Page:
(I’m hesitant to mention ecommerce businesses. Product-oriented search queries will almost always trigger Shopping ads, which, as we know, dominate mobile phone screens.)
As an example, let’s say you work for a travel agency and you’re advertising Caribbean resorts. In order to drive high-funnel mobile traffic to your website, you could create an ad group with a couple gallery ads and keywords along the lines of “tropical vacation,” “Caribbean destinations,” and “Dominican resorts.” How could a prospective traveler looking for inspiration resist a carousel of your best offerings? Sure—they’re far from converting. But that’s a hell of a way to make a first impression.
This is a great ad, but picture it with images of Punta Cana resorts ...
Let’s move on to B2B—the less obvious benefactors of gallery ads. If you’re selling a software solution or digital marketing services, it probably doesn’t seem like you have anything to gain from an image-heavy ad format. I tend to disagree. Rather than thinking in terms of products or services, think instead in terms of processes. Gallery ads present an awesome opportunity to illustrate the victories you enable your customers to achieve.
For example, imagine you’re in charge of the paid search efforts at a SaaS company that helps small businesses build landing pages for their ad campaigns. As impeccable and intuitive as your UI may be, screenshots of it probably won’t make for the most appealing ad. Alternatively, illustrated representations of the different benefits you provide—better Quality Scores, higher conversion rates, lower CPA—could go a long way towards communicating the value of your product and branding your business as a friendly resource.
Whether you’re in B2C or B2B, you still may not be sold on gallery ads. Let’s chip away at that skepticism.
Why should you be excited about gallery ads?
Let’s shift from marketing to neuroscience for a moment. Take a look at these six statistics:
- The human brain processes imagery 60,000 times faster than text.
- People form first impressions within 50 milliseconds ...
- … and process images in 13 milliseconds.
- Consumers are more likely to retain content that incorporates visual imagery.
- 55% of millennials say visuals are the most important part of shopping on mobile.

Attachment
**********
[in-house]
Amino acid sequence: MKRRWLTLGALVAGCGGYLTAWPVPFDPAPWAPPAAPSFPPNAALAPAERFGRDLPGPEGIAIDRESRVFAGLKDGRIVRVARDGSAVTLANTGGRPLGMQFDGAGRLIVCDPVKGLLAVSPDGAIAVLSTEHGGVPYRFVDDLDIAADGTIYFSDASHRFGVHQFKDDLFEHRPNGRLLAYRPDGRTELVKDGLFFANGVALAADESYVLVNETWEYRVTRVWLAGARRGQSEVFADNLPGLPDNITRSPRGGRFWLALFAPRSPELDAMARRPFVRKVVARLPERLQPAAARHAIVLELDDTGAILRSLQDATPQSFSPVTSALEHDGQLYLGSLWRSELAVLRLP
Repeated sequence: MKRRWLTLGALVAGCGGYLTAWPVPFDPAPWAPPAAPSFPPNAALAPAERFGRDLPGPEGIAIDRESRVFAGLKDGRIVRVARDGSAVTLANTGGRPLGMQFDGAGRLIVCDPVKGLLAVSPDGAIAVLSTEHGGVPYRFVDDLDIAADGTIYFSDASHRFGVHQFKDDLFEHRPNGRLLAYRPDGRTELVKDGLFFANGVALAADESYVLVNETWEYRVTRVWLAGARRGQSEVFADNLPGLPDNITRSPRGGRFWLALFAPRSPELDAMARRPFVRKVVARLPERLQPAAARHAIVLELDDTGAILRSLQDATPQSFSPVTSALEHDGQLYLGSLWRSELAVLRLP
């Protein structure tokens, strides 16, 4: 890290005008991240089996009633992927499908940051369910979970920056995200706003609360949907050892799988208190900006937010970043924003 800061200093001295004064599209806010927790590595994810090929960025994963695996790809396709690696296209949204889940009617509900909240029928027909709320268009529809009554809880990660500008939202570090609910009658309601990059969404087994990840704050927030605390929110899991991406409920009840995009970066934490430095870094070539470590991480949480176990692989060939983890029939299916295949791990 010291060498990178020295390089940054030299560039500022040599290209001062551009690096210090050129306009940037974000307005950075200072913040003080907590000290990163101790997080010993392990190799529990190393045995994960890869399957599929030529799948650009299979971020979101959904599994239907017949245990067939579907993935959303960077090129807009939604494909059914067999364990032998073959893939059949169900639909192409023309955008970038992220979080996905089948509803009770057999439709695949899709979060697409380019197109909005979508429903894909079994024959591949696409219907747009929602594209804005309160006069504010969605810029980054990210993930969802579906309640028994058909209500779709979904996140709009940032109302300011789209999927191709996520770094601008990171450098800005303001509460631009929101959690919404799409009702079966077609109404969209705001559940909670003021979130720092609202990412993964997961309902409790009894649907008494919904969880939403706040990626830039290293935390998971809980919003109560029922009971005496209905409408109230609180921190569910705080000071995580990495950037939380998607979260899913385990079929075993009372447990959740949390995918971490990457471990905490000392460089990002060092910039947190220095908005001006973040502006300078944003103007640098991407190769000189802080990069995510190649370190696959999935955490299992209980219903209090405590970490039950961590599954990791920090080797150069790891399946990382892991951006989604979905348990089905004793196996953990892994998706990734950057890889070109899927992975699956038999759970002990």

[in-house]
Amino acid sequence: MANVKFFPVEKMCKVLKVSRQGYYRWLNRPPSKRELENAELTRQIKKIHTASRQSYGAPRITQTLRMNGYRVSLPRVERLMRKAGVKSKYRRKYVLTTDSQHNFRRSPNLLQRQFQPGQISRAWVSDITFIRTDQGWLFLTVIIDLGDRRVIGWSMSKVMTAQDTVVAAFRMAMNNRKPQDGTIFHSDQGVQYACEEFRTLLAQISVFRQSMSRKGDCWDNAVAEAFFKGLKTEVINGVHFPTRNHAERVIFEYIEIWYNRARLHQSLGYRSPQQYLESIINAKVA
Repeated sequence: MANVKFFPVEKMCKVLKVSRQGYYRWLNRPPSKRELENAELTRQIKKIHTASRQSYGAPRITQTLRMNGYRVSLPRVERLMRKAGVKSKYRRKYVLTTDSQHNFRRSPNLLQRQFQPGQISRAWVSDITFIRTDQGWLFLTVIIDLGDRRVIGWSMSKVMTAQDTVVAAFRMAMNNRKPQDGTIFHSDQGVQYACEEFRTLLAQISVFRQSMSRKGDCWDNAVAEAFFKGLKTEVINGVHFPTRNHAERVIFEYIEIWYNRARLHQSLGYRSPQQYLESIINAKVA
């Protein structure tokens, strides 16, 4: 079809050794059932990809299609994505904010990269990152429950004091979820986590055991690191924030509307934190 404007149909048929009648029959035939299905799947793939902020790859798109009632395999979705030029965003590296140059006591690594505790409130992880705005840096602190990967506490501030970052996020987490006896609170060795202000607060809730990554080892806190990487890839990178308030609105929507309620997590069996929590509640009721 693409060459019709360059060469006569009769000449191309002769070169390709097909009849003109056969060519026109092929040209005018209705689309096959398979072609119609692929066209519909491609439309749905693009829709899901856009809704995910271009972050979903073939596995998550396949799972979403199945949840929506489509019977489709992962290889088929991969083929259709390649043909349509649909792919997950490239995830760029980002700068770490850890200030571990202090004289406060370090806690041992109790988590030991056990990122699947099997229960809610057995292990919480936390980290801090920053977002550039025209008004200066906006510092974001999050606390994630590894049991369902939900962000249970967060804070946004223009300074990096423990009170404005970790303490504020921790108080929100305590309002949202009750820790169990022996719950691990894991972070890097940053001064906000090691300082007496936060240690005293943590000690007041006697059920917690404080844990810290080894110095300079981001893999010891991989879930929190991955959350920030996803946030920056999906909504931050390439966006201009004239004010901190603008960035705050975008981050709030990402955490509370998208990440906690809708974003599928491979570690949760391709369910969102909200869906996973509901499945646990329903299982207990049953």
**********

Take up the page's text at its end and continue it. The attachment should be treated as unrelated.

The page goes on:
- People remember 80% of what they see vs. 20% of what they read.
Quite simply, gallery ads are promising because imagery is harder-hitting and more memorable than plain text. Forget about making a lasting impression on your prospects; with a standard text ad, you may not be making any impression at all. Get some visuals in the mix, however, and you have a better chance of grabbing attention and capturing mindshare.
Let’s shift back to marketing. The other reason you should feel confident about gallery ads is that a similar concept—the carousel ad—has proven to work on Facebook and Instagram. Take Designs by Juju, for example—a company of 12 people that sells embroidery designs. With a Facebook Ads campaign spearheaded by carousel ads, they achieved a 16x improvement in ROAS and exceeded their cost per purchase goal by a mile. Elsewhere, beach lifestyle brand City Beach used carousel ads to drive a 52% increase in ROAS and a 50% decrease in CPA.
Evidently, consumers respond to ads with swipeable image galleries. True—they use social media and search engines with completely different mindsets. But, then again, why wouldn’t the higher commercial intent of search amplify their interest?
Adopt gallery ads early!
In the increasingly competitive and saturated digital marketing landscape, it pays to get in on the next big thing early. Start creating gallery ads as soon as they’re available to you. As of August 2019, they're available to select advertisers as a beta! The earlier you are, the greater the advantage you’ll hold over your competition. The worst case scenario is that they’re not as effective as you’d like them to be. If that’s how it pans out, you can always pause them and re-evaluate. Getting in early poses little risk but offers huge rewards. Although getting in late isn’t risky, per se, it’s certainly not rewarding, either. Good luck!